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Bennett's Blog: 'Helpful' budget advice from Salem Print E-mail

chuck-bennett.jpgby Chuck Bennett, Director of Government Relations

Budget advice is always helpful.

Get up about 3 a.m. and turn on the TV and you’ll get all kinds of it. Buy this, invest in that, don’t miss this opportunity – the airwaves are full of it.

Add to the list of advisors, Gov. Ted Kulongoski. The Governor, armed with the ultimate crystal ball – state revenue forecasts – is advising districts to approach this year’s budget process with a real eye on the next biennium’s likely shortfalls.  Probably good advice as far as it goes.

Right behind the Governor’s suggestion that districts hold back money come letters from legislators with a different take on spending – put simply it’s, “spend.” You can boil it down to simply – “We didn’t give you the money from state taxes to have you put it in the bank.” Unsaid is that many districts are in bargaining and there are strong constituencies that want everything on the table.

As you might guess these clashing messages pretty much leave the field open to interpretation – yours. But then that’s the way it was before these two branches of government began circulating their points of view and proffering budget advice to 200-plus districts and ESDs that begin serious budget writing in the next few weeks. The good news for school kids in Oregon is that decisions regarding local budget priorities, including reserves, remain at the local level.

What is worrisome is to recall just a couple of years ago when legislators prowling for cash came across the line item in local school budgets that showed some districts were actually maintaining cash reserves (an uncommon concept in Salem where “rainy day fund” commonly refers to the amount of cash it takes to buy an umbrella during a cloud burst). It was during those discussions that some wag, elected or otherwise, proposed that school districts were sitting on a boat load of cash that could be tapped by declaring the reserves “local revenue” under the formula. Like any bad idea that gets legs in Salem, this one just sits at the starting blocks waiting for the starter’s shot. This one is probably the most worrisome idea we’ve seen over the past several years because it has all the allure of one of those TV ads I mentioned at the top of this column. You know the ones – “I’m a millionaire and I did it with no money down.”  You can almost hear the balloon bursting.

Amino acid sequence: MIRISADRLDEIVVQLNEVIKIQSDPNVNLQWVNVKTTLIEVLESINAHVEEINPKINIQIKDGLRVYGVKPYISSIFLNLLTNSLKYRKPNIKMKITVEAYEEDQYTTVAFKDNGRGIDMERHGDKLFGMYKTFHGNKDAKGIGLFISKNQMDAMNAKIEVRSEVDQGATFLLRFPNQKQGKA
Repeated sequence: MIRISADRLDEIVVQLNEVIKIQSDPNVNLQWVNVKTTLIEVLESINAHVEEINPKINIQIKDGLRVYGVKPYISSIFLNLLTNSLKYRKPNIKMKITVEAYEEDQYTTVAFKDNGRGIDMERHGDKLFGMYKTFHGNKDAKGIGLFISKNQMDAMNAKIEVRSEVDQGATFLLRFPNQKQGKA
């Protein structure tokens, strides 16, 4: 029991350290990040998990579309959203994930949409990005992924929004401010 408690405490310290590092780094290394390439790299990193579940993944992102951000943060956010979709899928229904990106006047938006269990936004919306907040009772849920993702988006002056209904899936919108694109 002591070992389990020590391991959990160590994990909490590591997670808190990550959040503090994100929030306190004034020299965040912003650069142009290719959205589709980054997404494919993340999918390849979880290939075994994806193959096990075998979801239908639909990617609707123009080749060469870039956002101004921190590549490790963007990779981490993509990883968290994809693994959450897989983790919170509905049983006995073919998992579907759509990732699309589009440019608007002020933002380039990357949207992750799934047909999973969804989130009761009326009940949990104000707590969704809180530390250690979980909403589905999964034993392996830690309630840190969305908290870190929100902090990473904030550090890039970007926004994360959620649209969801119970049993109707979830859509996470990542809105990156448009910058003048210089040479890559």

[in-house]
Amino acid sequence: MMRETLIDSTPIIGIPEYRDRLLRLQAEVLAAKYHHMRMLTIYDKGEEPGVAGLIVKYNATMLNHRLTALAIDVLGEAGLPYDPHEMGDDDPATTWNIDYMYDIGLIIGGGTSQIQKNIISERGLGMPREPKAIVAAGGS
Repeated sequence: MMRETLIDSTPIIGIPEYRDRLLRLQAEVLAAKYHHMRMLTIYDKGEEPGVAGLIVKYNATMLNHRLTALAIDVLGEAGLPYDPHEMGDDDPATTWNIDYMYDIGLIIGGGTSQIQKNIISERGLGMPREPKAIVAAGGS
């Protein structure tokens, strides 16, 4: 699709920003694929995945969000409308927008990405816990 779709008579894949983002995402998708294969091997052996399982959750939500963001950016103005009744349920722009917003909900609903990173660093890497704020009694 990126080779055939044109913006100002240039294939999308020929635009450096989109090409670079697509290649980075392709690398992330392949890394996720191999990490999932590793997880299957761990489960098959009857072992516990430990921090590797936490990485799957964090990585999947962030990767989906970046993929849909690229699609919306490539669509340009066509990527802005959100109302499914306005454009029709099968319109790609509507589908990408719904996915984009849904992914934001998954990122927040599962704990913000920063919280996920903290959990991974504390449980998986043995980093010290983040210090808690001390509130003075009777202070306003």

Bottom line? Glad you asked – and even if you didn’t let me share. And by the way, I know this is gratuitous but then so is the advice you’re getting from everyone else. Ignore messages from Salem that don’t include a check attached. Fortunately, we continue to have a local government budgetary policy that places the real responsibility for decisions firmly in the hands of locally elected and appointed officials.

Oregon’s business taxes are lowest in the nation
On another front, there has been substantial discussion after the January 26 vote on Measures 66 and 67 and the impact those measures will have on local economic development throughout Oregon. There aren’t many chambers of commerce where school officials won’t hear a litany of doom and gloom scenarios arising from the successful vote to keep schools open, classroom sizes manageable and teachers and other school employees at work.

Jeff Mapes reported in this morning’s Oregonian that a report from the Council on State Taxation, a national business group, shows Oregon is tied with two other states in having the lowest total business taxes as a percentage of gross state product in the U.S. The main reason for Oregon’s low tax status is the lack of a sales tax.

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This page was last updated on Wednesday, April 07, 2010 .